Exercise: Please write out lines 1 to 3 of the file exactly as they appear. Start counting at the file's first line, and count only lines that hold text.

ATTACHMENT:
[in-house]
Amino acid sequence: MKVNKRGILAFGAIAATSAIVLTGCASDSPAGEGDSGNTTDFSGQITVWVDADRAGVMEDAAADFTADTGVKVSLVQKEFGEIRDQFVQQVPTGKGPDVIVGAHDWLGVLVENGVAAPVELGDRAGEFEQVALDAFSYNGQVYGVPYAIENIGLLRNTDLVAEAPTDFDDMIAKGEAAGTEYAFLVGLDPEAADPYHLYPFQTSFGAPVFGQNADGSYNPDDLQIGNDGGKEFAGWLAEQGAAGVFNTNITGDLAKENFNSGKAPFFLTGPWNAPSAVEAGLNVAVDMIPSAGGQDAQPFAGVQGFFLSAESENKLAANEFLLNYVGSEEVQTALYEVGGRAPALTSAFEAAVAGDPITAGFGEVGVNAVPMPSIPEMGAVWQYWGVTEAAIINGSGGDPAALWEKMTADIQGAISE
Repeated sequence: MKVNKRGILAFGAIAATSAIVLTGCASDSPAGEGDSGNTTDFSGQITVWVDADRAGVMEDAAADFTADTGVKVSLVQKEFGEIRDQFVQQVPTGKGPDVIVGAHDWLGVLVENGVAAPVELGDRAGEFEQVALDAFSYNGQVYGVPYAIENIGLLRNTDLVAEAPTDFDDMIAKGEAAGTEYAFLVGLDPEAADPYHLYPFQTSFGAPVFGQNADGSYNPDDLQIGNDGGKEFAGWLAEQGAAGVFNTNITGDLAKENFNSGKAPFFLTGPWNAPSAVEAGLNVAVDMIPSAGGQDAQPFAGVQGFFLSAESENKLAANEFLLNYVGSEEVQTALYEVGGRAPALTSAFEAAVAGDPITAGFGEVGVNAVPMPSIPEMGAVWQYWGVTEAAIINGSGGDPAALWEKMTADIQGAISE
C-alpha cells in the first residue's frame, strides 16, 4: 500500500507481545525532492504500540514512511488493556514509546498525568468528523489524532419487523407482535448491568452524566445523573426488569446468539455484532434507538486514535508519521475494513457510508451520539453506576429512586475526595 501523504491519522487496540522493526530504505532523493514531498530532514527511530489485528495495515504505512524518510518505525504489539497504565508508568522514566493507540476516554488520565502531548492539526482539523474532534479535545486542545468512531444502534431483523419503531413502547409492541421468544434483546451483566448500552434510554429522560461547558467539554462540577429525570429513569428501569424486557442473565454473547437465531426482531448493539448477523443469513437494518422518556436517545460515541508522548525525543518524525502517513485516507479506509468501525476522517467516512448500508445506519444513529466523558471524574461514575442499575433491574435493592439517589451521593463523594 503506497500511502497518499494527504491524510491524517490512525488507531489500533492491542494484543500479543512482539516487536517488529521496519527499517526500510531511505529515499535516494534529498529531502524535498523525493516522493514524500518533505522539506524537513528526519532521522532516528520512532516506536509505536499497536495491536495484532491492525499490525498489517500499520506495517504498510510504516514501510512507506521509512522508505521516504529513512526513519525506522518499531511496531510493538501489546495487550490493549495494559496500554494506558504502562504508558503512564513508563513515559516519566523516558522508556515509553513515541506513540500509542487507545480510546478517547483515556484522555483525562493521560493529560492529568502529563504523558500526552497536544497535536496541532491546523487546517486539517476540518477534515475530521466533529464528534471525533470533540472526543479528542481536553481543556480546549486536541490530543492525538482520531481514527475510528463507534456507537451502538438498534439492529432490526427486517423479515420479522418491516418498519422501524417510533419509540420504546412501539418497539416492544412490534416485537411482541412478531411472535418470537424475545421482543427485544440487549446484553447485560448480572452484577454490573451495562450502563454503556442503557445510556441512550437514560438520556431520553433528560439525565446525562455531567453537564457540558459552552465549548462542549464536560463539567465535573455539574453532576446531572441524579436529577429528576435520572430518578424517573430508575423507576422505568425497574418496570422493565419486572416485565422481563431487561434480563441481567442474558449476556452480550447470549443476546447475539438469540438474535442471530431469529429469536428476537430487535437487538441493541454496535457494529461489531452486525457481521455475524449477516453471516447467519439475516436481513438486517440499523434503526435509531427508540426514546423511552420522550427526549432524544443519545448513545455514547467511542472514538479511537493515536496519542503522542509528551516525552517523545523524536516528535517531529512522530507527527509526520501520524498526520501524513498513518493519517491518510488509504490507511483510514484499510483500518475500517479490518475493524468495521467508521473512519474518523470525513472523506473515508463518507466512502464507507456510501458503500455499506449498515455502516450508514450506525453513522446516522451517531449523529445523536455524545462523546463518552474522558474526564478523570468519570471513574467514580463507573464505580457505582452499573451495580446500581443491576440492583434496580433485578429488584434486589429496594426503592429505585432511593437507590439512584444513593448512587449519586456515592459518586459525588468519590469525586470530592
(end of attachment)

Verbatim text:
[in-house]
Amino acid sequence: MKVNKRGILAFGAIAATSAIVLTGCASDSPAGEGDSGNTTDFSGQITVWVDADRAGVMEDAAADFTADTGVKVSLVQKEFGEIRDQFVQQVPTGKGPDVIVGAHDWLGVLVENGVAAPVELGDRAGEFEQVALDAFSYNGQVYGVPYAIENIGLLRNTDLVAEAPTDFDDMIAKGEAAGTEYAFLVGLDPEAADPYHLYPFQTSFGAPVFGQNADGSYNPDDLQIGNDGGKEFAGWLAEQGAAGVFNTNITGDLAKENFNSGKAPFFLTGPWNAPSAVEAGLNVAVDMIPSAGGQDAQPFAGVQGFFLSAESENKLAANEFLLNYVGSEEVQTALYEVGGRAPALTSAFEAAVAGDPITAGFGEVGVNAVPMPSIPEMGAVWQYWGVTEAAIINGSGGDPAALWEKMTADIQGAISE
Repeated sequence: MKVNKRGILAFGAIAATSAIVLTGCASDSPAGEGDSGNTTDFSGQITVWVDADRAGVMEDAAADFTADTGVKVSLVQKEFGEIRDQFVQQVPTGKGPDVIVGAHDWLGVLVENGVAAPVELGDRAGEFEQVALDAFSYNGQVYGVPYAIENIGLLRNTDLVAEAPTDFDDMIAKGEAAGTEYAFLVGLDPEAADPYHLYPFQTSFGAPVFGQNADGSYNPDDLQIGNDGGKEFAGWLAEQGAAGVFNTNITGDLAKENFNSGKAPFFLTGPWNAPSAVEAGLNVAVDMIPSAGGQDAQPFAGVQGFFLSAESENKLAANEFLLNYVGSEEVQTALYEVGGRAPALTSAFEAAVAGDPITAGFGEVGVNAVPMPSIPEMGAVWQYWGVTEAAIINGSGGDPAALWEKMTADIQGAISE